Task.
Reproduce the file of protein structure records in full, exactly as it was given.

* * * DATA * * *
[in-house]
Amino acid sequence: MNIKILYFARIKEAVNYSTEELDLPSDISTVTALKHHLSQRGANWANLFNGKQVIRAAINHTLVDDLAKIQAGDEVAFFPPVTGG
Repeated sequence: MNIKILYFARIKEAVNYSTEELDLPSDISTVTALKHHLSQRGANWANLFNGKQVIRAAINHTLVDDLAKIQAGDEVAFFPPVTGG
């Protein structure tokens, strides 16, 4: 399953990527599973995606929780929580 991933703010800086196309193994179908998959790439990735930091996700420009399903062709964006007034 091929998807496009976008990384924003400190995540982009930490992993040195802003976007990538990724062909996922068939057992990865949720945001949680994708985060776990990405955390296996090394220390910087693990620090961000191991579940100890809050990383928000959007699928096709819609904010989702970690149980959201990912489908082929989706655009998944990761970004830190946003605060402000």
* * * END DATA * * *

[in-house]
Amino acid sequence: MNIKILYFARIKEAVNYSTEELDLPSDISTVTALKHHLSQRGANWANLFNGKQVIRAAINHTLVDDLAKIQAGDEVAFFPPVTGG
Repeated sequence: MNIKILYFARIKEAVNYSTEELDLPSDISTVTALKHHLSQRGANWANLFNGKQVIRAAINHTLVDDLAKIQAGDEVAFFPPVTGG
């Protein structure tokens, strides 16, 4: 399953990527599973995606929780929580 991933703010800086196309193994179908998959790439990735930091996700420009399903062709964006007034 091929998807496009976008990384924003400190995540982009930490992993040195802003976007990538990724062909996922068939057992990865949720945001949680994708985060776990990405955390296996090394220390910087693990620090961000191991579940100890809050990383928000959007699928096709819609904010989702970690149980959201990912489908082929989706655009998944990761970004830190946003605060402000």